Project CoordinatorZambia Information and Communications Technology Authority
Sub Saharan Africa
For helping bridge Zambia’s digital divide
Most project managers don’t have a job description that includes traveling for 12 hours on a tiny motorboat, eluding watersnake bites and almost getting stranded on a remote dirt road in the middle of a national park. But for Abigail Sandala, distant project sites are all just part of the gig.
Working at the Zambia Information and Communications Technology Authority, Sandala leads universal access projects aimed at closing the digital divide between the many underserved, rural areas of Zambia and its urban centers. Sometimes that means mapping out the specific locations for new cell towers in previously unconnected corners of her country. Other times that means traveling to remote locales for weeks at a time, delivering dozens of desktop computers to primary- and secondary-school students—most of whom have never seen a computer before.
“What makes all this worth it is the excitement in the eyes of the pupils and teachers at the sight of a computer,” she says. “For me, that is real impact: touching the lives of those pupils and giving them equal opportunities as the children in cities and ensuring they’re not left behind.”
So far, 500 schools and 3 million students have benefited from the organization’s Connecting Learning Institutions Project. And, as far as Sandala is concerned, they’re just getting started. “Knowing we’re making a difference supersedes any hardships we have to go through.”
Q&A: Abigail Sandala on the recipe for innovation, social good and avoiding toxic environments
What project most influenced you personally?
When my son, Lubuto, was 7 months old, he was diagnosed with cerebral palsy, a prognosis that broke me into pieces. But I had to quickly pick myself up and be strong for him. My husband and I embarked on an intensive brain plasticity research journey, during which we learned that my son’s damaged brain cells could be circumvented by stimulating the firing of new neuropaths which would enable him to learn new skills between ages 0 and 5. We executed this support project with optimism and saw tremendous results. This project taught me the importance of teamwork. It also taught me to trust the process, because some deliverables were excruciatingly slow to attain.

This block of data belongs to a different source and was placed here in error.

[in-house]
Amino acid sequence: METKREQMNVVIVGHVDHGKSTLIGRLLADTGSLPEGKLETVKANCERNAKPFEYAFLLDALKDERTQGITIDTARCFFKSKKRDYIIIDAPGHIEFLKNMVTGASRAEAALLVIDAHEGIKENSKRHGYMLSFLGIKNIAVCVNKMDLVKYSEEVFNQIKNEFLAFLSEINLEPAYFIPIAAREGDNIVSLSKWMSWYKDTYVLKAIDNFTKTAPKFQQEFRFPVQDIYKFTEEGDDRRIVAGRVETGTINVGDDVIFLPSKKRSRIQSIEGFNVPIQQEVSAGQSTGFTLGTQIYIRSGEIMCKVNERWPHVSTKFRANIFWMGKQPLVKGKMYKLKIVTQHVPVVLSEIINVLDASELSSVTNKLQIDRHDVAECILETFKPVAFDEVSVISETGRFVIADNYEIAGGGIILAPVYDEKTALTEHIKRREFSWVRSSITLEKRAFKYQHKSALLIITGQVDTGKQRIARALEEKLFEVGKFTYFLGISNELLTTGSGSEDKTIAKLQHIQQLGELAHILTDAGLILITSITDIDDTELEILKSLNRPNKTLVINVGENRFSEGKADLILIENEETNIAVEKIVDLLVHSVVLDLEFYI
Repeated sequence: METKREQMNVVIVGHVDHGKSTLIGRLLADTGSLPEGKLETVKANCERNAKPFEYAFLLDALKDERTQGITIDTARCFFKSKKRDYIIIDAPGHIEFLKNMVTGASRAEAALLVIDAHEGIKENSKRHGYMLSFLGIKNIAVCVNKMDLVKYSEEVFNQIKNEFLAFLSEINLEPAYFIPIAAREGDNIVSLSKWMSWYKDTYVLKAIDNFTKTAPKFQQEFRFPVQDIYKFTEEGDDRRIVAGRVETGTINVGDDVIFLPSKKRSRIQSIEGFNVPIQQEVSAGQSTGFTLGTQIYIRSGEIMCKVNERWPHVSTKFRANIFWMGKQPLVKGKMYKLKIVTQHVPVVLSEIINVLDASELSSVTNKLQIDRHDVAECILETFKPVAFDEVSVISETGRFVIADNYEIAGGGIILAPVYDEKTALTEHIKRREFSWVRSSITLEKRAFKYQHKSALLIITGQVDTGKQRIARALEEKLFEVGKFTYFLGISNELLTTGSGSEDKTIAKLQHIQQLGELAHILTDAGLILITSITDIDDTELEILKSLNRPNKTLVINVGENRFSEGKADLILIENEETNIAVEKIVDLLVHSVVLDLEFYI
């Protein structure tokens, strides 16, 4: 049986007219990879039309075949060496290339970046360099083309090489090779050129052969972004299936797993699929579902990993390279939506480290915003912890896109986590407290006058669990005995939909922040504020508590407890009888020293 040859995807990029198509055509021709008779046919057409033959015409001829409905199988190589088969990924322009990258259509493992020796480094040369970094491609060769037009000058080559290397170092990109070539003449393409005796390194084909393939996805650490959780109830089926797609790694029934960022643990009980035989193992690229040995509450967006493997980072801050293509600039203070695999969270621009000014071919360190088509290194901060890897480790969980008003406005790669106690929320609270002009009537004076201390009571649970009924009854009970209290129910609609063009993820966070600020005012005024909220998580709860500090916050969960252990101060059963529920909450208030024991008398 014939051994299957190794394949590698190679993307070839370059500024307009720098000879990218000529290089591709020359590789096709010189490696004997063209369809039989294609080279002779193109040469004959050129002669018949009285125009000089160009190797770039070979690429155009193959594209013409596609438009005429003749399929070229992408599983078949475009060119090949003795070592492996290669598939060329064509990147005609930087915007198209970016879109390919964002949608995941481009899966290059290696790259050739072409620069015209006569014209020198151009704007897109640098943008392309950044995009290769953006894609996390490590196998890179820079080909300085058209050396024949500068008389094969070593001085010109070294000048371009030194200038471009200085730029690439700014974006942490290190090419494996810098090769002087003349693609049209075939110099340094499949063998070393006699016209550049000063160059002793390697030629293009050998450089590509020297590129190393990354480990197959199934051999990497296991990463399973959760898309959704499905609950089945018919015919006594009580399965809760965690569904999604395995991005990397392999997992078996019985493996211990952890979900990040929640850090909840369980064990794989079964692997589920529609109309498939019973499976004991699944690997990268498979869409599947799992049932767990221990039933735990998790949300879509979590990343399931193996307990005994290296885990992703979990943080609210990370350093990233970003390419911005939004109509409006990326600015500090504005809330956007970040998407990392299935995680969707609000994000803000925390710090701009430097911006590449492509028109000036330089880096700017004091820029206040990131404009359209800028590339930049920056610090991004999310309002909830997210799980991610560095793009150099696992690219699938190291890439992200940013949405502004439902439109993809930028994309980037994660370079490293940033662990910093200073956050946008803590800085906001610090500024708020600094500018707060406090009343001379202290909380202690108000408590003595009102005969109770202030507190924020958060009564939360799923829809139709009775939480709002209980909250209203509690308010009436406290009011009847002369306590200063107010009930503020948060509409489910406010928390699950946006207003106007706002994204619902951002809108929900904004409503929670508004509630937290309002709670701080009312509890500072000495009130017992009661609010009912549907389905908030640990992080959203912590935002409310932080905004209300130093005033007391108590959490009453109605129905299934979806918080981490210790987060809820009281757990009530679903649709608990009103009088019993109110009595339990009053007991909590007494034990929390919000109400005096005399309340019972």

What professional accomplishment are you most proud of?
I ran a project that empowered over 10,000 vulnerable beneficiaries across the country with community payphones to be used for economic purposes. This project enabled me to get to the grassroots and understand people’s troubles at the household level. I could see up close how the project was benefiting them, and that made me proud.
How are young people changing the world of projects now?
Young people are not afraid to try out new things, and this fearless attitude is a recipe for innovation and creativity. They are early adopters, positioned for global collaboration beyond physical borders.
What’s the biggest challenge facing young project leaders right now?
Most young project leaders go for performance more than trust, and that can create toxic environments. Project teams need a great balance between performance and trust.
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We asked the Future 50: What are you reading—and recommending—right now?
The 360-Degree Leader by John Maxwell. This book showed me a whole new dimension to leadership, and I believe everyone who is intentional about being a great leader should read it. —Abigail Sandala, PMP
Perspectives on how young people are changing the world of projects.
We are not afraid to try out new things, and this fearless attitude is a recipe for innovation and creativity. —Abigail Sandala, PMP